Rebuilding right way: Involving women in a meaningful way is the need of the time to complete the reconstruction process
Published     27 April, 2018


It was three years ago today, when a mega earthquake hit Nepal, taking lives of nearly 9000 people and damaging hundreds of thousands of houses and properties. Government of Nepal and governments of other countries supported in the response and recovery programs to help build back infrastructures and communities.

Like the government, development agencies focused their activities to target the most affected people with immediate and long term programs. However, it is a matter of fact that the pace of reconstruction was sluggish and a lot needed to be done. For better results, it would be worthwhile to first understand terminologies in the same manner. 

Whom to target?
In the early 2015, it was a common voice that the “immediate response” should take a blanket approach, leaving no affected people behind. As the “response” transitioned to “recovery,” the notion shifted to “targeting” the most marginalized and vulnerable people. This was to consider men and women from very poor families, socially marginalized communities, and who had limited means of income and resources. But there are complexities in this definition, which is why there were disputes in getting people’s names listed in the first place as beneficiaries. 

Government 
mechanism and 
media should play a watchdog’s role 
to see the 
progress of 
promised works. 
 

There are various levels of needs and challenges even in the poor and marginalized communities—based on level of education, geography and ethnicity. I read a report in 2015, after the earthquake, about how gender dimensions are different across different ethnicities. Although termed “upper-caste,” there are women under this categorization who cannot go out for work or speak their minds because their family members wouldn’t allow them to. At the same time, although termed “marginalized communities,” there are women who can go out and work without any issue. In such a case, who should our target be?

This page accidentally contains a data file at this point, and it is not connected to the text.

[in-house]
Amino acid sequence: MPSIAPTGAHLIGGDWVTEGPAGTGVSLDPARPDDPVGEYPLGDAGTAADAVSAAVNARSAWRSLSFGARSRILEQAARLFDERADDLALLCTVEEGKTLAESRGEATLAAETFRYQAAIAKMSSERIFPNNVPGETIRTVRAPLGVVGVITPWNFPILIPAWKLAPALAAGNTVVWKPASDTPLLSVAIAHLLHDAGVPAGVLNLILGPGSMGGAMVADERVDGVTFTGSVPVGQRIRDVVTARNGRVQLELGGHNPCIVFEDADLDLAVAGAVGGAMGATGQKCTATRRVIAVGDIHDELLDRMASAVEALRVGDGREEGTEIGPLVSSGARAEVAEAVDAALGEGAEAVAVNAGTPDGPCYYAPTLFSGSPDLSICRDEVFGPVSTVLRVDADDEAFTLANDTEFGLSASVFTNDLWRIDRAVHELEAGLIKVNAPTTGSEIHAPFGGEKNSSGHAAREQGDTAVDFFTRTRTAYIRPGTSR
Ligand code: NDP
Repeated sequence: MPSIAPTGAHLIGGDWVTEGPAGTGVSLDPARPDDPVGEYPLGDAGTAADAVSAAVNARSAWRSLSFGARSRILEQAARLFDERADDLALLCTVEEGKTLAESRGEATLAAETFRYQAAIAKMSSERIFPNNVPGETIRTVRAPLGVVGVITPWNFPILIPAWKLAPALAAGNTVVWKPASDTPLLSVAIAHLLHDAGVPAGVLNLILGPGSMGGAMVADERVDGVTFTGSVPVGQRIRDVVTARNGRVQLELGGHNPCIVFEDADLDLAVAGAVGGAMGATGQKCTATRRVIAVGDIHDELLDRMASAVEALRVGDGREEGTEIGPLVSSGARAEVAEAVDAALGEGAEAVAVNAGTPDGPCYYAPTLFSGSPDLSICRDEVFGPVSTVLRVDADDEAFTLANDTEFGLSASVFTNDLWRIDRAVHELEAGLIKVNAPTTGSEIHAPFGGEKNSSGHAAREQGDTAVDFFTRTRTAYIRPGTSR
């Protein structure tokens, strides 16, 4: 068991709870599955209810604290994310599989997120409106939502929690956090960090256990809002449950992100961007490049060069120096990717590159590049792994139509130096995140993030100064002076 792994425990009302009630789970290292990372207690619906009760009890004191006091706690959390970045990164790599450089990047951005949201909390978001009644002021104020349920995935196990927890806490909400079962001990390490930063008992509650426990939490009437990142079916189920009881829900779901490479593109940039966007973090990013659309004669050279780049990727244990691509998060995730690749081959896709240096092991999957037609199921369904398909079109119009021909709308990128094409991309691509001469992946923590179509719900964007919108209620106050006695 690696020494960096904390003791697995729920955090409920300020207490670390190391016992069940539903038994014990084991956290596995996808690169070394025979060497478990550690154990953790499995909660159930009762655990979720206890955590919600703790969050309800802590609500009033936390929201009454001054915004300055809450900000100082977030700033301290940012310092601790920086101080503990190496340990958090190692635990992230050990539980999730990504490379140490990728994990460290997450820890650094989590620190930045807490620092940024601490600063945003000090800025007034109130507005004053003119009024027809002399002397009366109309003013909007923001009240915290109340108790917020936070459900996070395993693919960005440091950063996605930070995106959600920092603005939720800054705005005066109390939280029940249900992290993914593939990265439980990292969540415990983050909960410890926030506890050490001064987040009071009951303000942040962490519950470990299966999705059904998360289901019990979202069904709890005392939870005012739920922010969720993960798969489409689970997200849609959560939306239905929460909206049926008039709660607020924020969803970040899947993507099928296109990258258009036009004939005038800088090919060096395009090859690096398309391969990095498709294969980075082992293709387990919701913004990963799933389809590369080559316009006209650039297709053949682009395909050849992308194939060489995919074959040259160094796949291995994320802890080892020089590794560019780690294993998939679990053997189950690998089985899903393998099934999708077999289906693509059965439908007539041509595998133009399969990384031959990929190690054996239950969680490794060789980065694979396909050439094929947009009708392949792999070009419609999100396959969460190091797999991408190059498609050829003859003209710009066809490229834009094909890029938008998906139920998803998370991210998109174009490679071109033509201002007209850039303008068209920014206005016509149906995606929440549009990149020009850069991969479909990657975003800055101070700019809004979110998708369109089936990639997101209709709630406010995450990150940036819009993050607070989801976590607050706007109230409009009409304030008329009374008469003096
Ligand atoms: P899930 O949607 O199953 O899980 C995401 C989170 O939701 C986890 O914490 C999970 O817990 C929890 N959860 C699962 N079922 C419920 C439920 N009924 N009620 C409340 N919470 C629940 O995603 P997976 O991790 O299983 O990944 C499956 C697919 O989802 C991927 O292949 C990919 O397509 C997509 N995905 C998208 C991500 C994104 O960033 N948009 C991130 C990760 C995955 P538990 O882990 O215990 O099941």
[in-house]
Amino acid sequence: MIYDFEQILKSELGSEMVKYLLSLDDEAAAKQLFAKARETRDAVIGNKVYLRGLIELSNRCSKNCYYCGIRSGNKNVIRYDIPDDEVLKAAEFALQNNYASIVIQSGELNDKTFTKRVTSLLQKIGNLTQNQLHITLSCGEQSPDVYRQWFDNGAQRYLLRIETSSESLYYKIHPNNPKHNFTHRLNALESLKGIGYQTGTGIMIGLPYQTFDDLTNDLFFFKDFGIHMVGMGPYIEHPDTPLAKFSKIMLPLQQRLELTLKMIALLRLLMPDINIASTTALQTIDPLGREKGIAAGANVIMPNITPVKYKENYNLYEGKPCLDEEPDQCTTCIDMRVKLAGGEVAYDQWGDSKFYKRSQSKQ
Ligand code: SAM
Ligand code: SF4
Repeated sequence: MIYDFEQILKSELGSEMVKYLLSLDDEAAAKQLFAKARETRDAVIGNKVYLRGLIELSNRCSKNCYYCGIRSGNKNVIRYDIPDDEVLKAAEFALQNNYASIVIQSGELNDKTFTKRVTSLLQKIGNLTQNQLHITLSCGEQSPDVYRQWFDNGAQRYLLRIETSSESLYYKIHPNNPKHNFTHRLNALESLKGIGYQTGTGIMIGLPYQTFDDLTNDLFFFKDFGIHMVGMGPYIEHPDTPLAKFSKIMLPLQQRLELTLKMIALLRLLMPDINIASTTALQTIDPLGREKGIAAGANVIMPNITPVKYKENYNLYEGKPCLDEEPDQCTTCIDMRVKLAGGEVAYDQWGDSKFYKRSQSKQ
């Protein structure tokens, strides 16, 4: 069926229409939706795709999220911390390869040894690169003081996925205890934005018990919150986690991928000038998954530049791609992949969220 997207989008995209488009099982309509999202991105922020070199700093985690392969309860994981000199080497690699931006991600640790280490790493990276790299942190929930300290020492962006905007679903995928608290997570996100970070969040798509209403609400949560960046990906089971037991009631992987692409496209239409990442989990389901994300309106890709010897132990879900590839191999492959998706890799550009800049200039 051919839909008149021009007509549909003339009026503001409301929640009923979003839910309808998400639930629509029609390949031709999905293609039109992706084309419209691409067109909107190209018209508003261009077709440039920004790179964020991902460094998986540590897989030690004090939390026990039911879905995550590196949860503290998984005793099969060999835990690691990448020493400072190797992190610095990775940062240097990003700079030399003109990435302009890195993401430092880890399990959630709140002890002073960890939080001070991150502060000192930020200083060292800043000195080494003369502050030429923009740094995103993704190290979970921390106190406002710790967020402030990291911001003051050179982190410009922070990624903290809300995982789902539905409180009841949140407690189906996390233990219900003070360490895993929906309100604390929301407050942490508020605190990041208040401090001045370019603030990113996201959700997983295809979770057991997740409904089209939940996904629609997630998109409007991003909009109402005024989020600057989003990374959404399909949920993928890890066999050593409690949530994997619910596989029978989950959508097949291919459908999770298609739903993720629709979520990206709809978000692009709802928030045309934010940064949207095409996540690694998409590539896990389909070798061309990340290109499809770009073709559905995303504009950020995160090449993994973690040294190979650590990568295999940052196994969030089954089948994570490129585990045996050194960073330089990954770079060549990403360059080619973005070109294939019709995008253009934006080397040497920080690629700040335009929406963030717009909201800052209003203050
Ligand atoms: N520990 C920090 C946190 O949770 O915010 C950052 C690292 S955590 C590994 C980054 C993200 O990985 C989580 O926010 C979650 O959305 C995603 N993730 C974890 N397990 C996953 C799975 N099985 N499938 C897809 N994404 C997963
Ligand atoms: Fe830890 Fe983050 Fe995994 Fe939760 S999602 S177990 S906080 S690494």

When talking about women empowerment, it is mostly seen that the ability of the women to confidently speak in front of people is highlighted. No wonder, it is an achievement that women who still hesitate to take names of their husbands come out of the social cocoon and put their issues forward and seek solutions collectively. However, it’s also about time that these examples are replaced as we keep talking about “transformative social change.” But again, in order to achieve this, you have to dig deeper to know the obstacles and conclude whether a transformation really happened. But this needs to be understood by every stakeholder, including media and the government agencies. 

But what is a transformative social change? Literatures say it is a shift in collective consciousness of a society that produces better results. Let us look at some cases and try to analyze if they are positive transformations.

Case 1: People of a certain area did not have hand washing habits because of which sanitation was compromised and someone in their families would always fall sick. Now, they not only practice proper handwashing, but use toilets, maintain good hygiene and sanitation and rarely fall sick.

Case 2: People of a certain area had lost their houses in the earthquake. They were displaced for about three years; their issues and voices were raised by media and development agencies and as a result, they got support to build permanent houses.

Case 3: People of a district in Tarai would generally be prone to pneumonia and get ill under cold wave because they would not prepare enough for winter. Because of effective awareness programs, they now stock up materials to deal with winter, use them effectively and prevent illness.
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